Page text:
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Biology: Some Respect, Please, for the Glorious Drosophila

Hate those pesky fruit flies? Thing again

COURTESY OF PRINCETON ALUMNI WEEKLY | BY ANNA AZVOLINSKY *09

Drysophila
Kalliopi Monoyios ’00

If you’re one of those people who runs for a can of Raid after finding a swarm of fruit flies hovering over the ripe bananas in your kitchen, consider this: For more than a century, scientists have come to understand some of the most important processes taking place in the human body by studying these flies. 

Ask any fruit-fly researcher why he or she works on this tiny insect — its proper name is Drosophila melanogaster — and the initial answer is likely to be “genetics.” Evolutionary biologist Thomas Hunt Morgan started the tradition by using a mutant strain of the fruit fly to study heredity, showing that genes are linked in a linear arrangement on chromosomes and are responsible for specific hereditary traits. His work was key in establishing the field of genetics — and in elevating Drosophila to laboratory stardom. It earned Morgan the Nobel Prize in 1933.

Scientists have continued to identify flies with mutations just by looking at them — different eye and body colors, curly rather than straight wings, and extra wings. These characteristics then are linked to a gene mutation to figure out the gene’s function. 

Princeton’s best known fly researcher, molecular biology professor Eric Wieschaus, received the Nobel Prize in medicine in 1995 for identifying genes that regulate embryonic development. “We basically just did genetics, randomly knocking out genes and looking to see the consequences,” says Wieschaus. He and colleagues screened hundreds of thousands of mutant embryos. The approach, he says, was based on the idea that since there are so many genes (the fruit-fly genome has more than 14,000), it would be useful to understand how they work together in a network.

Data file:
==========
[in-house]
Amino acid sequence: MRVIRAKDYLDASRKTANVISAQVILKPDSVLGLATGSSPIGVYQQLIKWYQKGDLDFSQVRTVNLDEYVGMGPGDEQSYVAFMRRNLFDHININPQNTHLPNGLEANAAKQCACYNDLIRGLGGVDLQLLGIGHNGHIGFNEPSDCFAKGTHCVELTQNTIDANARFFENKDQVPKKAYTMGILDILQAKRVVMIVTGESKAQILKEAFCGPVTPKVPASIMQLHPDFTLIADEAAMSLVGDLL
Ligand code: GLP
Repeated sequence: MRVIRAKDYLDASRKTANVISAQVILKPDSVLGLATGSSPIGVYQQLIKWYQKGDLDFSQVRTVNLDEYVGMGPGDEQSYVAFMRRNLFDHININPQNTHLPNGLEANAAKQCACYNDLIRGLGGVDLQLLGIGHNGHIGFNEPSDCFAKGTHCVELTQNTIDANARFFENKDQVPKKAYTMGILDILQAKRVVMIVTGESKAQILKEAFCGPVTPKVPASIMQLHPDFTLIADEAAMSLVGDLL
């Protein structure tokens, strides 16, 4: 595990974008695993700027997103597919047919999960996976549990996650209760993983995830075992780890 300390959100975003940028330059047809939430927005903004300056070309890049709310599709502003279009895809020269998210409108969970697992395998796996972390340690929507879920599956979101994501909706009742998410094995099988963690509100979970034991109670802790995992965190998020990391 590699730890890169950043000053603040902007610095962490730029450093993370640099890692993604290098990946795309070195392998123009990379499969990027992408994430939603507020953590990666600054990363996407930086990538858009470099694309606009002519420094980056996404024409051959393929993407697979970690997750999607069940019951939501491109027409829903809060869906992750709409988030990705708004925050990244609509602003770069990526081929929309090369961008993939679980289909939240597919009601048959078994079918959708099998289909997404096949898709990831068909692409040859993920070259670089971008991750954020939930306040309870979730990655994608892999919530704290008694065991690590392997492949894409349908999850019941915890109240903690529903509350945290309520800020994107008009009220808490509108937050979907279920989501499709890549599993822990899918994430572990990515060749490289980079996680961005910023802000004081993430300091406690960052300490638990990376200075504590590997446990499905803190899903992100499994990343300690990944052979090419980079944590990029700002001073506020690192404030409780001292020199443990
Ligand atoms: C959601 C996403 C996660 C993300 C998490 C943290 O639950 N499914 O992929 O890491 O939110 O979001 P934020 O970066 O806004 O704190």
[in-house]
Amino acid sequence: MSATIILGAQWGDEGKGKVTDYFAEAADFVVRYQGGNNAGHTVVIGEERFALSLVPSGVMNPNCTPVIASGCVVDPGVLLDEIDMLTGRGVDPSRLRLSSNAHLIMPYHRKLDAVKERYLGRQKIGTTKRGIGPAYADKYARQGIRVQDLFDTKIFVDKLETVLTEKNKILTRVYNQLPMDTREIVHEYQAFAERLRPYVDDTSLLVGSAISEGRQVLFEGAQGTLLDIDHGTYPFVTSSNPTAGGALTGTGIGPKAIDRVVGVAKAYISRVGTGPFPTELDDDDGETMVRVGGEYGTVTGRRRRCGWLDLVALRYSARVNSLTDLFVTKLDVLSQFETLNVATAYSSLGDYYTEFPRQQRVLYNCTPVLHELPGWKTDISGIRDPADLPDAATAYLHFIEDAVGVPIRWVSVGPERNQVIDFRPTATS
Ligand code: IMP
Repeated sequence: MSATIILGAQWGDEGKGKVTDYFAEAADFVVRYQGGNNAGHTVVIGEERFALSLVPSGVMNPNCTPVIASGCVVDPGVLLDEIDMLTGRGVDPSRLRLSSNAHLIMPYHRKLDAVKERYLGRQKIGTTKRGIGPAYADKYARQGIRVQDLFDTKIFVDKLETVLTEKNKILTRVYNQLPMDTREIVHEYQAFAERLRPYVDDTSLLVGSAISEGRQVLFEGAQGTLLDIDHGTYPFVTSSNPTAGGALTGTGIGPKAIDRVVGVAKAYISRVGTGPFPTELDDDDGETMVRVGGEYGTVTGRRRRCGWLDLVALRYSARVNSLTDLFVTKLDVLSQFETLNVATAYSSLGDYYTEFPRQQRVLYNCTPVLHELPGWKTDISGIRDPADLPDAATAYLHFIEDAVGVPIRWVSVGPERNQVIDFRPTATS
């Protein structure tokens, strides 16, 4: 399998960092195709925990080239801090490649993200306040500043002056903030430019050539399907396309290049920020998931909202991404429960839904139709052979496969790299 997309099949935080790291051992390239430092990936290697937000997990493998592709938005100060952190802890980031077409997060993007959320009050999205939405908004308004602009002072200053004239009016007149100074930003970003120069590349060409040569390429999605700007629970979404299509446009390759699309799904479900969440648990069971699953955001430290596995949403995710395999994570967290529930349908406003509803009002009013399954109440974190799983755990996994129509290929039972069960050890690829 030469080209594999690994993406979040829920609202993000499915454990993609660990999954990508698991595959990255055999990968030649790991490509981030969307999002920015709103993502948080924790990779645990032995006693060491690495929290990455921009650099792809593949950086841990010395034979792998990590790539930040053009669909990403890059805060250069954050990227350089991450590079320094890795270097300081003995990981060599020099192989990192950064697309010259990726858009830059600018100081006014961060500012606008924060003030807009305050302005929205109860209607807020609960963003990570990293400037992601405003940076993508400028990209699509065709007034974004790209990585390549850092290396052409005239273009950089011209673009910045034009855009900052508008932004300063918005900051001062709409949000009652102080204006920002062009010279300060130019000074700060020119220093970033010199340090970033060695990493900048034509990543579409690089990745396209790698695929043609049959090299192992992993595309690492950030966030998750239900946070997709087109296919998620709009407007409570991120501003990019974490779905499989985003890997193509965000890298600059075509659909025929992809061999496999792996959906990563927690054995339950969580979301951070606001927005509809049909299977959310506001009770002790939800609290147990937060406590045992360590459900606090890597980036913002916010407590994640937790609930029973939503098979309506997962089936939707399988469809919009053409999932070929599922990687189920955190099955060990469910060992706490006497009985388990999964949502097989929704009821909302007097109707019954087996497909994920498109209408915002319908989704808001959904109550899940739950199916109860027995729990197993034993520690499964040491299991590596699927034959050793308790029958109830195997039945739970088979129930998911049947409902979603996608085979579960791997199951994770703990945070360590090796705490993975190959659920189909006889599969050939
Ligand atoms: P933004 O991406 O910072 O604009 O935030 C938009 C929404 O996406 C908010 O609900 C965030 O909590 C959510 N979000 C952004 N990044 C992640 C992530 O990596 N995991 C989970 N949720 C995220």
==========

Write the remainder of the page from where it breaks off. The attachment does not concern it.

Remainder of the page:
The genes Wieschaus found to control patterning and organ development in the fruit fly have since been shown to be the same genes that control similar processes in humans. While scientists may take genetics for granted now, in the 1970s it was not yet fully understood that “genetics could be a tool to understand life,” he says. 

Scientists have used the flies to study health issues, including those related to aging, Alzheimer’s disease, and diabetes. The fly provides a window into things like circadian rhythm, drug addiction, and Parkinson’s disease. Most of the major signaling pathways essential for human development — the routes through which information flows in cells — that were found to be mutated in cancer first were discovered in the fly. 

The flies are cheap to raise (a container with a ripe piece of fruit would do the trick) and multiply quickly: A pair of flies produces more than 200 offspring. It takes only 12 days for a fly to grow from an egg to a 3-mm-long adult, so scientists can experiment quickly. Wieschaus now is working to understand the physical properties of cells: how they move and change shape. His research subject, of course: humble, glorious Drosophila.


Source: http://paw.princeton.edu/issues/2013/09/18/pages/3101/index.xml

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